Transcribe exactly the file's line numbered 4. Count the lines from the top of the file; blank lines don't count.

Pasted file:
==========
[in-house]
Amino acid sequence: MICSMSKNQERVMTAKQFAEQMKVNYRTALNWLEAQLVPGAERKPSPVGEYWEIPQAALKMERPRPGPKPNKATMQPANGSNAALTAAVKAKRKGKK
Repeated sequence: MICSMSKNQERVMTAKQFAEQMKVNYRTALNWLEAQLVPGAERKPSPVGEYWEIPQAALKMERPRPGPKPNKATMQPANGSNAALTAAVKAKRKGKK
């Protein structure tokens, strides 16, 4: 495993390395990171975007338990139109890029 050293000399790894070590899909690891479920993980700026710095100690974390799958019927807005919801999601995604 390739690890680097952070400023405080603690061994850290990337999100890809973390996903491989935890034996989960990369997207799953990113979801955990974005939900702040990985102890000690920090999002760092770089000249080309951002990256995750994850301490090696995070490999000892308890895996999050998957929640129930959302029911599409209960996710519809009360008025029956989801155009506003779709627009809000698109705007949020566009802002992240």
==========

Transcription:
């Protein structure tokens, strides 16, 4: 495993390395990171975007338990139109890029 050293000399790894070590899909690891479920993980700026710095100690974390799958019927807005919801999601995604 390739690890680097952070400023405080603690061994850290990337999100890809973390996903491989935890034996989960990369997207799953990113979801955990974005939900702040990985102890000690920090999002760092770089000249080309951002990256995750994850301490090696995070490999000892308890895996999050998957929640129930959302029911599409209960996710519809009360008025029956989801155009506003779709627009809000698109705007949020566009802002992240």